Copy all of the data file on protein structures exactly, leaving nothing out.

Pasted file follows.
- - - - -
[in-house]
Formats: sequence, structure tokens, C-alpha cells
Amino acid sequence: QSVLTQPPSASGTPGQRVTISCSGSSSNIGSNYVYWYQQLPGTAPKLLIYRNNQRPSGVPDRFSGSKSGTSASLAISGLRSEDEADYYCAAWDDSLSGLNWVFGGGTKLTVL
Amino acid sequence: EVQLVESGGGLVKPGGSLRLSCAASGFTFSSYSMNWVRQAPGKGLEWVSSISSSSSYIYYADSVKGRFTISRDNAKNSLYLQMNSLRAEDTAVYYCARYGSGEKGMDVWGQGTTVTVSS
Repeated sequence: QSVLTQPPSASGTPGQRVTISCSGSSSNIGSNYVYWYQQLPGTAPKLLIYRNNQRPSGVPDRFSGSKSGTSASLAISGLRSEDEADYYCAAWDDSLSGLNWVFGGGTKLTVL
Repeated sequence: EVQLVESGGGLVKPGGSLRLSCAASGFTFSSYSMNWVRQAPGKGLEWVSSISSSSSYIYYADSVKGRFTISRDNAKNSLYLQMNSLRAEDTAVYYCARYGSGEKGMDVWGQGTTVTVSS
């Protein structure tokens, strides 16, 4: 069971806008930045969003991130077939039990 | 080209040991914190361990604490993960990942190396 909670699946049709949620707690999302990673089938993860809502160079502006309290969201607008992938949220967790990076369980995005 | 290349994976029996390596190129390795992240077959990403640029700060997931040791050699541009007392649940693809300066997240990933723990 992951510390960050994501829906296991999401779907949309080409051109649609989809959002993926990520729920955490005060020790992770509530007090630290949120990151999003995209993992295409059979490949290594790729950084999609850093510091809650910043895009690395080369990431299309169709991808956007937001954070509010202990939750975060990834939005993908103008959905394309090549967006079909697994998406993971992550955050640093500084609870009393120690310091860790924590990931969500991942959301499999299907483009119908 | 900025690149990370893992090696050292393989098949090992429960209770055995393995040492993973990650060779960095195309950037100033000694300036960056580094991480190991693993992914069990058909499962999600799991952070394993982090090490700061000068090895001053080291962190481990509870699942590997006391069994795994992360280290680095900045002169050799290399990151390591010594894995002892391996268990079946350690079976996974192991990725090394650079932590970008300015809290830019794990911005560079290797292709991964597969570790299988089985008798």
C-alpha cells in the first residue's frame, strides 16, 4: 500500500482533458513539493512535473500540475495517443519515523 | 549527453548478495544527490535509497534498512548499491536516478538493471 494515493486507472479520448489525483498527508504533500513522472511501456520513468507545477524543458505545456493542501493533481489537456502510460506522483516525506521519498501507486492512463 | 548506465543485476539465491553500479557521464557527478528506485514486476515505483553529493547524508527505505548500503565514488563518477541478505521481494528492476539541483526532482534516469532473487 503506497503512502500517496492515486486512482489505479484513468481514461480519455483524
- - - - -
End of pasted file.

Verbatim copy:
[in-house]
Formats: sequence, structure tokens, C-alpha cells
Amino acid sequence: QSVLTQPPSASGTPGQRVTISCSGSSSNIGSNYVYWYQQLPGTAPKLLIYRNNQRPSGVPDRFSGSKSGTSASLAISGLRSEDEADYYCAAWDDSLSGLNWVFGGGTKLTVL
Amino acid sequence: EVQLVESGGGLVKPGGSLRLSCAASGFTFSSYSMNWVRQAPGKGLEWVSSISSSSSYIYYADSVKGRFTISRDNAKNSLYLQMNSLRAEDTAVYYCARYGSGEKGMDVWGQGTTVTVSS
Repeated sequence: QSVLTQPPSASGTPGQRVTISCSGSSSNIGSNYVYWYQQLPGTAPKLLIYRNNQRPSGVPDRFSGSKSGTSASLAISGLRSEDEADYYCAAWDDSLSGLNWVFGGGTKLTVL
Repeated sequence: EVQLVESGGGLVKPGGSLRLSCAASGFTFSSYSMNWVRQAPGKGLEWVSSISSSSSYIYYADSVKGRFTISRDNAKNSLYLQMNSLRAEDTAVYYCARYGSGEKGMDVWGQGTTVTVSS
């Protein structure tokens, strides 16, 4: 069971806008930045969003991130077939039990 | 080209040991914190361990604490993960990942190396 909670699946049709949620707690999302990673089938993860809502160079502006309290969201607008992938949220967790990076369980995005 | 290349994976029996390596190129390795992240077959990403640029700060997931040791050699541009007392649940693809300066997240990933723990 992951510390960050994501829906296991999401779907949309080409051109649609989809959002993926990520729920955490005060020790992770509530007090630290949120990151999003995209993992295409059979490949290594790729950084999609850093510091809650910043895009690395080369990431299309169709991808956007937001954070509010202990939750975060990834939005993908103008959905394309090549967006079909697994998406993971992550955050640093500084609870009393120690310091860790924590990931969500991942959301499999299907483009119908 | 900025690149990370893992090696050292393989098949090992429960209770055995393995040492993973990650060779960095195309950037100033000694300036960056580094991480190991693993992914069990058909499962999600799991952070394993982090090490700061000068090895001053080291962190481990509870699942590997006391069994795994992360280290680095900045002169050799290399990151390591010594894995002892391996268990079946350690079976996974192991990725090394650079932590970008300015809290830019794990911005560079290797292709991964597969570790299988089985008798």
C-alpha cells in the first residue's frame, strides 16, 4: 500500500482533458513539493512535473500540475495517443519515523 | 549527453548478495544527490535509497534498512548499491536516478538493471 494515493486507472479520448489525483498527508504533500513522472511501456520513468507545477524543458505545456493542501493533481489537456502510460506522483516525506521519498501507486492512463 | 548506465543485476539465491553500479557521464557527478528506485514486476515505483553529493547524508527505505548500503565514488563518477541478505521481494528492476539541483526532482534516469532473487 503506497503512502500517496492515486486512482489505479484513468481514461480519455483524